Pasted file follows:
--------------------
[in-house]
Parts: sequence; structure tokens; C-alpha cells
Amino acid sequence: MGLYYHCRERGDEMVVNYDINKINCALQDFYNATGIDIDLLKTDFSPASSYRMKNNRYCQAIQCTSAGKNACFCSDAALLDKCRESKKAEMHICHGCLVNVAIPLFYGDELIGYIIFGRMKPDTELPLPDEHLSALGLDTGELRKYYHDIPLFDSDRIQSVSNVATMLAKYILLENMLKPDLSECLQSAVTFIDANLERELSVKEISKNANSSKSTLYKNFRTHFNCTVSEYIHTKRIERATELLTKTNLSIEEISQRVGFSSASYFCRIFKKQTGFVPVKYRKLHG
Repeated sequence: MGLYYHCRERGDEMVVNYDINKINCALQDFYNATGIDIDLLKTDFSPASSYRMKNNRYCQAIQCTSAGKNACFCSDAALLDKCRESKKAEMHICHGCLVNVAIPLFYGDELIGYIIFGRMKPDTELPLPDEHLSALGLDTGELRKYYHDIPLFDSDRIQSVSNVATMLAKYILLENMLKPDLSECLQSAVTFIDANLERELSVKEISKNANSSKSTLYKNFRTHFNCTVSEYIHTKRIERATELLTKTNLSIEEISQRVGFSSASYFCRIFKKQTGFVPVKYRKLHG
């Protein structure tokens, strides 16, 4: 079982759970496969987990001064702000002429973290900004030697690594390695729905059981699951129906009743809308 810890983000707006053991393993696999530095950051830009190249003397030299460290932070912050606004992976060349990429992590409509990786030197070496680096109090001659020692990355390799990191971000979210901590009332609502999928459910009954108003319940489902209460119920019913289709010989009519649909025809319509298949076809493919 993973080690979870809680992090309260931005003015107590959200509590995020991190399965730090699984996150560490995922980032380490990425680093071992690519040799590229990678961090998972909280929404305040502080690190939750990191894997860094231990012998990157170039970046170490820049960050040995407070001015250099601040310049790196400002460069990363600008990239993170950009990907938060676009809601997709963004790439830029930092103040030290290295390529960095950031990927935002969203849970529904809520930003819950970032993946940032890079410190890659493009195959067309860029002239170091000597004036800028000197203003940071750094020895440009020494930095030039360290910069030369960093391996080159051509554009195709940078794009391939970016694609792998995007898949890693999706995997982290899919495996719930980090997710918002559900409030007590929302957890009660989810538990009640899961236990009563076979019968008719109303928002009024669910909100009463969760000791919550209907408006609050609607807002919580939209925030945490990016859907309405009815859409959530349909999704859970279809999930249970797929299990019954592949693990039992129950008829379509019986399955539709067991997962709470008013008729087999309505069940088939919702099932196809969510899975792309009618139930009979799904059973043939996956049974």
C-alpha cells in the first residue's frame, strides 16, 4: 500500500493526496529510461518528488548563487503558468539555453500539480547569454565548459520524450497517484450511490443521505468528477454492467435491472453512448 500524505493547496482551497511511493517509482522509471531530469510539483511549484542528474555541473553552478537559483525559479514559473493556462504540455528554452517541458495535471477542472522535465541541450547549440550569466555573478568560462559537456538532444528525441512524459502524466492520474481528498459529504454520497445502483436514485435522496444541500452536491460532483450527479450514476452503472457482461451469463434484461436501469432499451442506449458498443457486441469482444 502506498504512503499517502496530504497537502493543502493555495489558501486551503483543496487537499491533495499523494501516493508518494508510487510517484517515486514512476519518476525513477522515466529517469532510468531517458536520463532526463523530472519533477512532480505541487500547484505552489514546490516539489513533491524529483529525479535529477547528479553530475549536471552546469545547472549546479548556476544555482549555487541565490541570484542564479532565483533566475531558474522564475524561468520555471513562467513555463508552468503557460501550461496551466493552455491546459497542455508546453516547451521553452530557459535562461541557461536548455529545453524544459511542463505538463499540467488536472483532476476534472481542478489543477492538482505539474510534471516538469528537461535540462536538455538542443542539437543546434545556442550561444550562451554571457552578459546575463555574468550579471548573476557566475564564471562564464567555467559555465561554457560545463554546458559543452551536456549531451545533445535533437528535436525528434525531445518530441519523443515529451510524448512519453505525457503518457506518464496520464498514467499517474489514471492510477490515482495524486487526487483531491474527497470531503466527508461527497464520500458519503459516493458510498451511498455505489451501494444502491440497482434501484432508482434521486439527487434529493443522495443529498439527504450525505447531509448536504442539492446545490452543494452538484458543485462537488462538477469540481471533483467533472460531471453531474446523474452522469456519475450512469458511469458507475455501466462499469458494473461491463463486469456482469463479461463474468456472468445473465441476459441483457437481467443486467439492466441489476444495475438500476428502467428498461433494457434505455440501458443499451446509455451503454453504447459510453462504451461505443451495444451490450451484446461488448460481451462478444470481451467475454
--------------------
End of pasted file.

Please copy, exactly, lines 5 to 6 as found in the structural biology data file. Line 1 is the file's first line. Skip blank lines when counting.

């Protein structure tokens, strides 16, 4: 079982759970496969987990001064702000002429973290900004030697690594390695729905059981699951129906009743809308 810890983000707006053991393993696999530095950051830009190249003397030299460290932070912050606004992976060349990429992590409509990786030197070496680096109090001659020692990355390799990191971000979210901590009332609502999928459910009954108003319940489902209460119920019913289709010989009519649909025809319509298949076809493919 993973080690979870809680992090309260931005003015107590959200509590995020991190399965730090699984996150560490995922980032380490990425680093071992690519040799590229990678961090998972909280929404305040502080690190939750990191894997860094231990012998990157170039970046170490820049960050040995407070001015250099601040310049790196400002460069990363600008990239993170950009990907938060676009809601997709963004790439830029930092103040030290290295390529960095950031990927935002969203849970529904809520930003819950970032993946940032890079410190890659493009195959067309860029002239170091000597004036800028000197203003940071750094020895440009020494930095030039360290910069030369960093391996080159051509554009195709940078794009391939970016694609792998995007898949890693999706995997982290899919495996719930980090997710918002559900409030007590929302957890009660989810538990009640899961236990009563076979019968008719109303928002009024669910909100009463969760000791919550209907408006609050609607807002919580939209925030945490990016859907309405009815859409959530349909999704859970279809999930249970797929299990019954592949693990039992129950008829379509019986399955539709067991997962709470008013008729087999309505069940088939919702099932196809969510899975792309009618139930009979799904059973043939996956049974």
C-alpha cells in the first residue's frame, strides 16, 4: 500500500493526496529510461518528488548563487503558468539555453500539480547569454565548459520524450497517484450511490443521505468528477454492467435491472453512448 500524505493547496482551497511511493517509482522509471531530469510539483511549484542528474555541473553552478537559483525559479514559473493556462504540455528554452517541458495535471477542472522535465541541450547549440550569466555573478568560462559537456538532444528525441512524459502524466492520474481528498459529504454520497445502483436514485435522496444541500452536491460532483450527479450514476452503472457482461451469463434484461436501469432499451442506449458498443457486441469482444 502506498504512503499517502496530504497537502493543502493555495489558501486551503483543496487537499491533495499523494501516493508518494508510487510517484517515486514512476519518476525513477522515466529517469532510468531517458536520463532526463523530472519533477512532480505541487500547484505552489514546490516539489513533491524529483529525479535529477547528479553530475549536471552546469545547472549546479548556476544555482549555487541565490541570484542564479532565483533566475531558474522564475524561468520555471513562467513555463508552468503557460501550461496551466493552455491546459497542455508546453516547451521553452530557459535562461541557461536548455529545453524544459511542463505538463499540467488536472483532476476534472481542478489543477492538482505539474510534471516538469528537461535540462536538455538542443542539437543546434545556442550561444550562451554571457552578459546575463555574468550579471548573476557566475564564471562564464567555467559555465561554457560545463554546458559543452551536456549531451545533445535533437528535436525528434525531445518530441519523443515529451510524448512519453505525457503518457506518464496520464498514467499517474489514471492510477490515482495524486487526487483531491474527497470531503466527508461527497464520500458519503459516493458510498451511498455505489451501494444502491440497482434501484432508482434521486439527487434529493443522495443529498439527504450525505447531509448536504442539492446545490452543494452538484458543485462537488462538477469540481471533483467533472460531471453531474446523474452522469456519475450512469458511469458507475455501466462499469458494473461491463463486469456482469463479461463474468456472468445473465441476459441483457437481467443486467439492466441489476444495475438500476428502467428498461433494457434505455440501458443499451446509455451503454453504447459510453462504451461505443451495444451490450451484446461488448460481451462478444470481451467475454